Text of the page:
Low-carb diet linked to early death, medical study suggests

Fried bacon strips
Daniel Loiselle | Getty Images
Fried bacon strips

Cutting carbohydrates might also cut lifespan by up to four years, according to a new medical study.

The peer-reviewed research published in the medical journal The Lancet Public Health suggests low and high-carb diets could shorten life, and diets including some carbs could promote a healthy lifespan.

Scott Solomon, senior author on the study, called the research "the most comprehensive study of carbohydrate intake" ever.

More from USA Today:
How to know if medical studies are worth your time

Landmark Mediterranean diet study was flawed. Authors retract paper published in NEJM
These 'health foods' may be bad for you

The study analyzed self-reported data from more than 15,400 middle-aged Americans who participated in the Atherosclerosis Risk in Communities Study. The dietary patterns researchers found were compared against additional studies that included 432,000 people in more than 20 countries.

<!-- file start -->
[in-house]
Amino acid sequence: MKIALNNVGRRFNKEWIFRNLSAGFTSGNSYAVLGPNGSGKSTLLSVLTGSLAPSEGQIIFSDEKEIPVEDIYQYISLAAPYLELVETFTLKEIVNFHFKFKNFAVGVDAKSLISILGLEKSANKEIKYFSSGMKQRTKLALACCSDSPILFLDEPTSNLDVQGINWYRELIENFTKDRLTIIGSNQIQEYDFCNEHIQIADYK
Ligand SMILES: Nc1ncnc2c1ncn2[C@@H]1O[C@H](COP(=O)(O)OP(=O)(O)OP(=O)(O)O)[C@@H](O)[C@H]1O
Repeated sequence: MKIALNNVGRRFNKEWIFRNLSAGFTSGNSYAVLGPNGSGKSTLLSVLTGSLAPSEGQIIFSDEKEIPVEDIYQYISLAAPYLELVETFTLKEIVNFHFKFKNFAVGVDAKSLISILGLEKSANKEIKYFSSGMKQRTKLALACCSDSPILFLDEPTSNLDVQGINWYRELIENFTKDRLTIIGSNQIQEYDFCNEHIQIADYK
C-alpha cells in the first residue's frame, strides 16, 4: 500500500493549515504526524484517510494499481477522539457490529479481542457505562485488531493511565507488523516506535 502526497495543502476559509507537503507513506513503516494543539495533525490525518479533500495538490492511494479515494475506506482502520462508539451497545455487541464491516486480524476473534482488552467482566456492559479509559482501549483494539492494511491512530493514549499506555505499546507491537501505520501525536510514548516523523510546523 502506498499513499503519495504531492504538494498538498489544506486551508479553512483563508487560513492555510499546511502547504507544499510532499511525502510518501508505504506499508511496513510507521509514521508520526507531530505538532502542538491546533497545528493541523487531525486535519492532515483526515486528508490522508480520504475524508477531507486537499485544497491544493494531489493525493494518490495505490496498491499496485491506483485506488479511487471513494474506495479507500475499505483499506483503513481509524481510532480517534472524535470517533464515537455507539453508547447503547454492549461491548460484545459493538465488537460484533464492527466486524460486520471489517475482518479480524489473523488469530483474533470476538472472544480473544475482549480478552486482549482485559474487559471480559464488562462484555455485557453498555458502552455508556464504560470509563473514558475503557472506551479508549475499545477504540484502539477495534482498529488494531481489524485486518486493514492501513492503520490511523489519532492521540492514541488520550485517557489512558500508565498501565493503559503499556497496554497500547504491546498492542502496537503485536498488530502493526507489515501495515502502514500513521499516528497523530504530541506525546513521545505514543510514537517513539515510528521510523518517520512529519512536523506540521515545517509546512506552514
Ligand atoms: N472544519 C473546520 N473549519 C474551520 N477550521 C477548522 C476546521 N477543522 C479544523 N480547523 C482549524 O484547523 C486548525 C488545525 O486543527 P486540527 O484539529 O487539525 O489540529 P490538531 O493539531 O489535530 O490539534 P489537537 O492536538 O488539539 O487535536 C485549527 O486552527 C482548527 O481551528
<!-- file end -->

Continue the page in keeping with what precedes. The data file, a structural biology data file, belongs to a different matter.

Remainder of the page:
Self-reported data can be flawed, because it relies on the subject's memory. Another limitation of the study: Diets were measured only twice during the 25-year study period, at the start of the study and again six years later.

Researchers concluded that people who ate a moderate amount of carbohydrates lived four years longer than those with low-carbohydrate consumption and one year longer than those who ate a lot of carbohydrates. Low-carb diets were defined as less than 40 percent of calories from carbohydrates and high-carb diets were more than 70 percent of calories.

"Our data suggests that animal-based low carbohydrate diets, which are prevalent in North America and Europe, might be associated with shorter overall life span and should be discouraged," lead author Sara Seidelmann, fellow at Brigham and Women's Hospital in Boston, said in a statement.

Researchers observed that people who replaced carbohydrates with protein and fat from animals had a higher risk of early death compared to those who replaced carbohydrates with plant-based foods.

"These findings bring together several strands that have been controversial," co-author Walter Willett at Harvard T. H. Chan School of Public Health said in a statement. "Too much and too little carbohydrate can be harmful but what counts most is the type of fat, protein, and carbohydrate."

WATCH: Here's why Weight Watchers is ditching dieting